Casket with courtly scenes, Spain, (Umayyad)
c. 1000, carved ivory with later silver mounts, 26.8 x 26.2 x 16.2 cm (10 9/16 x 10 5/16 x 6 3/8)
© Victoria and Albert Museum, London

~The Human Figure

One popular assumption is that Islamic culture does not tolerate figural imagery. This ban can certainly be seen at work in religious contexts. No human or animal figures appear in mosque decoration, and there are no illustrated Qur'ans. On the other hand, figural images were common in secular contexts, especially in works of art made for the courts of Islamic rulers. Ivory caskets from the courts of Muslim Spain, for example, are sometimes carved with images of courtiers and musicians surrounded by birds and animals in a garden setting, and many literary manuscripts contain figural illustrations.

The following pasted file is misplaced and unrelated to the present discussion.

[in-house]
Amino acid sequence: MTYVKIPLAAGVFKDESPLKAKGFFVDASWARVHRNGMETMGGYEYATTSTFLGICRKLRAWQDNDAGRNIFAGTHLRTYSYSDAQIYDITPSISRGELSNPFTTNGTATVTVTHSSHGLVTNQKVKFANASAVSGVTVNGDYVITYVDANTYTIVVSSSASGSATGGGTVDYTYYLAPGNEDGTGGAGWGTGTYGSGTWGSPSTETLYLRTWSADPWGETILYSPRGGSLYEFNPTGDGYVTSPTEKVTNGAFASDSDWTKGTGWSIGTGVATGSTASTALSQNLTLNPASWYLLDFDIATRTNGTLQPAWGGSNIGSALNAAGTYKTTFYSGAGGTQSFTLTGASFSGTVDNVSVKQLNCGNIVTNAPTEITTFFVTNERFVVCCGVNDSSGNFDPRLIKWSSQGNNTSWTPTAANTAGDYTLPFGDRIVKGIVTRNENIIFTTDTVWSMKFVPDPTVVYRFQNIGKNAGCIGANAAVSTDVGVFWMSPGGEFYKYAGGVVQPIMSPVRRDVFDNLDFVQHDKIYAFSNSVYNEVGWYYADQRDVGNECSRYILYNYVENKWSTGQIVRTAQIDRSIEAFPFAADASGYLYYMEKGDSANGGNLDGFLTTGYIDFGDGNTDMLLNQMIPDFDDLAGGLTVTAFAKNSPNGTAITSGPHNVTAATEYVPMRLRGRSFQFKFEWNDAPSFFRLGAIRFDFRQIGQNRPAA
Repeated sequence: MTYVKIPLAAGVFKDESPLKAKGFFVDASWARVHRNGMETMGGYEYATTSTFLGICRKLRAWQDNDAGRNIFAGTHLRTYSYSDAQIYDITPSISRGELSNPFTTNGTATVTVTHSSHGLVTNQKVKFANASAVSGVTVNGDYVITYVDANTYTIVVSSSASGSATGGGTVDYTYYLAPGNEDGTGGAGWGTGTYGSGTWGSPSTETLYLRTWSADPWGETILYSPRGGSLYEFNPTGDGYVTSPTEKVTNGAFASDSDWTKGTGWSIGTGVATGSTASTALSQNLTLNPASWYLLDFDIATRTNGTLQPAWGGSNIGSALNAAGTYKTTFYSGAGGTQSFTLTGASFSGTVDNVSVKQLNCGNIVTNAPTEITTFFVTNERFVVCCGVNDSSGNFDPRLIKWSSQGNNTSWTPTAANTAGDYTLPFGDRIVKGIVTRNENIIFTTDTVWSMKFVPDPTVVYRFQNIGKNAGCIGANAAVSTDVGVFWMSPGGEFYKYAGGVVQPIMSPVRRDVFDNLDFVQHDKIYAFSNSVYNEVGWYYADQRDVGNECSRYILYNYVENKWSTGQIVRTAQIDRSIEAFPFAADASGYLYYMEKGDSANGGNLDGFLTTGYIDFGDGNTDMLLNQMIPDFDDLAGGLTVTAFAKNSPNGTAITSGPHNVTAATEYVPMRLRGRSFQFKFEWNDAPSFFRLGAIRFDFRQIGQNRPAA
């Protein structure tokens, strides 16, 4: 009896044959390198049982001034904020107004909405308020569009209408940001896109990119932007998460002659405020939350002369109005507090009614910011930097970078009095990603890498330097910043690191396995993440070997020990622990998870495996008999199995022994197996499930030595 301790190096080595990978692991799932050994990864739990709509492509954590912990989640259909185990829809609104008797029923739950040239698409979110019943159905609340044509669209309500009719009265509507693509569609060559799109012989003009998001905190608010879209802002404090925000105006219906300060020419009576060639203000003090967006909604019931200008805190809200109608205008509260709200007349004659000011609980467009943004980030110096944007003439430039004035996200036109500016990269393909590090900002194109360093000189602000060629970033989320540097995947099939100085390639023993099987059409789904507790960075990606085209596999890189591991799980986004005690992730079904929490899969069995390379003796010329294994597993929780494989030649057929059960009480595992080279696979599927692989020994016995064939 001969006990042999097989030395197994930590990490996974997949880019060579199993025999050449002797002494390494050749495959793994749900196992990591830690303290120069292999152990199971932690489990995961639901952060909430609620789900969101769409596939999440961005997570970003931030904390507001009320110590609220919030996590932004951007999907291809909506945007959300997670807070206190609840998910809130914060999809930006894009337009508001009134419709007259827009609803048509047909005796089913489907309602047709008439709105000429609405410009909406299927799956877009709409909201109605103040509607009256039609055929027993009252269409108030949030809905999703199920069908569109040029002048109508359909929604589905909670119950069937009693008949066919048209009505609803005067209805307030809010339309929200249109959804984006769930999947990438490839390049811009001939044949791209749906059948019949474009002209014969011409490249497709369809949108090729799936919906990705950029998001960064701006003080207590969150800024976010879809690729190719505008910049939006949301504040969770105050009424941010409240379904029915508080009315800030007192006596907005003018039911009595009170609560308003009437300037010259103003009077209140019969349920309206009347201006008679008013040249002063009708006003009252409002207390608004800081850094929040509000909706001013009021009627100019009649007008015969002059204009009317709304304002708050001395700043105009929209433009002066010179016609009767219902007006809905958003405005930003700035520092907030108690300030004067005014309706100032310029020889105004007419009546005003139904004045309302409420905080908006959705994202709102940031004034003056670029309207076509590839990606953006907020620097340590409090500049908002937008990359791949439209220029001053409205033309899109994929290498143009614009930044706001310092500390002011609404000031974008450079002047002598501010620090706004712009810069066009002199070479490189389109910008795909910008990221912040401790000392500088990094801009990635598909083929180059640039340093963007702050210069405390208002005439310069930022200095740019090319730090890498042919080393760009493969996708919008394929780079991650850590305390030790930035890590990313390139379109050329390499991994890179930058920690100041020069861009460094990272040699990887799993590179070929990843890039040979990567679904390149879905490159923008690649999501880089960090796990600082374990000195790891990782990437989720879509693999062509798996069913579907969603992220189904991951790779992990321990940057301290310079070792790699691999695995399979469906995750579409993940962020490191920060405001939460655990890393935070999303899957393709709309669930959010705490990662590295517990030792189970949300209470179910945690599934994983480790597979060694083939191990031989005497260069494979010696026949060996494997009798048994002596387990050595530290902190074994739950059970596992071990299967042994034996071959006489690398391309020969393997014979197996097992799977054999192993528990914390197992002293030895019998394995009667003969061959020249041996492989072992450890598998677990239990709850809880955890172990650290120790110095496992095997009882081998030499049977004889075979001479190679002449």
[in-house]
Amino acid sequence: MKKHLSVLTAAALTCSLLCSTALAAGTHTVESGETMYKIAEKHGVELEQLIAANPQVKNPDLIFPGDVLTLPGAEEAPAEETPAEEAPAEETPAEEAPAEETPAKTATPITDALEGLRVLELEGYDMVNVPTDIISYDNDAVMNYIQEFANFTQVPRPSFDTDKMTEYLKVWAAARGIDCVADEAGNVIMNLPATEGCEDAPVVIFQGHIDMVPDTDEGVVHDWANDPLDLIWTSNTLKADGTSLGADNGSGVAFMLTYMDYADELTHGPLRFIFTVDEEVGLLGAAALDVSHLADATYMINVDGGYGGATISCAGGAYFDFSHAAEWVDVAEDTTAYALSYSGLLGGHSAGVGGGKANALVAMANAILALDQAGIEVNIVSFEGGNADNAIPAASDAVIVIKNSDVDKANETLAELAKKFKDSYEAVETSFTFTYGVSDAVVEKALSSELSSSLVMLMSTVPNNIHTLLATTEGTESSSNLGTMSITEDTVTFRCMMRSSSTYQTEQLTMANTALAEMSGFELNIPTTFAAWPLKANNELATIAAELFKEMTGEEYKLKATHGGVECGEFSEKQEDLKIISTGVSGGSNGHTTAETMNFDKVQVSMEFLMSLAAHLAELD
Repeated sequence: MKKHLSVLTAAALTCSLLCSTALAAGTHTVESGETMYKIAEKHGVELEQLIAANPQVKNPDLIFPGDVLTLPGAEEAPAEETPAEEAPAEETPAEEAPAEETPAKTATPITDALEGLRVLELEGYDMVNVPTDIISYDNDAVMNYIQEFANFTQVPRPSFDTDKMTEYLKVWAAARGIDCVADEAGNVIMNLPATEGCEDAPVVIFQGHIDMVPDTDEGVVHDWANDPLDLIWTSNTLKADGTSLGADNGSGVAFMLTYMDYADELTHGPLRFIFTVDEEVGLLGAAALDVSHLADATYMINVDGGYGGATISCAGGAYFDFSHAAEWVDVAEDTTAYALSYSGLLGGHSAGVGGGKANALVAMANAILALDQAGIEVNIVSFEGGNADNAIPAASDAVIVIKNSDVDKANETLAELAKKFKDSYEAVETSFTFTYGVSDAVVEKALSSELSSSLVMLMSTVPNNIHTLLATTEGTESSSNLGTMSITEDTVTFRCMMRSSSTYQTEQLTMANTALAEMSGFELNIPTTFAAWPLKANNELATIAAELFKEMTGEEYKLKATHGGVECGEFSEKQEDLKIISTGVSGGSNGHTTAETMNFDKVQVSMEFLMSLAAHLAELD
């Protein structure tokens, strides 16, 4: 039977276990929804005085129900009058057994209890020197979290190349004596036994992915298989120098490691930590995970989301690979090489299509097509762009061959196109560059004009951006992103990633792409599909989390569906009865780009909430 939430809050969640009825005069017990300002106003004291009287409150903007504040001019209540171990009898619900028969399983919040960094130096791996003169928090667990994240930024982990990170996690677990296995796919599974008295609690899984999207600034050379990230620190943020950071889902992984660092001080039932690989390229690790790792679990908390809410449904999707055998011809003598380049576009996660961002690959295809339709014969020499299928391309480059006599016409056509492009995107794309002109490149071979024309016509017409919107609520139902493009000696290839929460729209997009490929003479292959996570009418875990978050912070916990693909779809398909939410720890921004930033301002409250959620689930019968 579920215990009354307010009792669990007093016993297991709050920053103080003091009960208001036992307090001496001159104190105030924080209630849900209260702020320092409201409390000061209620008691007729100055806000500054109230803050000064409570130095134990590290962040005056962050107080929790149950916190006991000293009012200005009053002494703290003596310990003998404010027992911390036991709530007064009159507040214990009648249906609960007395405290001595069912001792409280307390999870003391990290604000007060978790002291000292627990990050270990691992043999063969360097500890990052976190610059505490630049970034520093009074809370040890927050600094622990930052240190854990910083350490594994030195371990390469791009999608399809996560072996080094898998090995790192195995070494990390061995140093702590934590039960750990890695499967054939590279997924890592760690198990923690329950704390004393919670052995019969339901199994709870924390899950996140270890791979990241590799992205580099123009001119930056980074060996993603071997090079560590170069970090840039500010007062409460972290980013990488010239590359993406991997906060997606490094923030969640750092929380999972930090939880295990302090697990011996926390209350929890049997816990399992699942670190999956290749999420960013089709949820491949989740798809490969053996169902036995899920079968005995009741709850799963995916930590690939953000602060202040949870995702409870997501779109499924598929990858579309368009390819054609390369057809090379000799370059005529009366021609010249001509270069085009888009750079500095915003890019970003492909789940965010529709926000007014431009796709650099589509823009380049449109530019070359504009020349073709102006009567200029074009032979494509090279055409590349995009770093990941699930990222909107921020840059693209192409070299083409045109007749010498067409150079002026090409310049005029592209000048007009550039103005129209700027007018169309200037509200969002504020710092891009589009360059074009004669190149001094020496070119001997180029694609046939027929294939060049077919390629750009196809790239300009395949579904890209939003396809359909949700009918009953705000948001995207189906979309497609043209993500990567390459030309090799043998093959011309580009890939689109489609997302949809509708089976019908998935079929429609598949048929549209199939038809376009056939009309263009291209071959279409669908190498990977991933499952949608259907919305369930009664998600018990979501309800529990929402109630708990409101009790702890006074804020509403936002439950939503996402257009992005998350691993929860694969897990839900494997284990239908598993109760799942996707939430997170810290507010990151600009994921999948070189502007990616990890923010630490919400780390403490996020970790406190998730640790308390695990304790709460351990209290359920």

Copyright © National Gallery of Art, Washington D.C.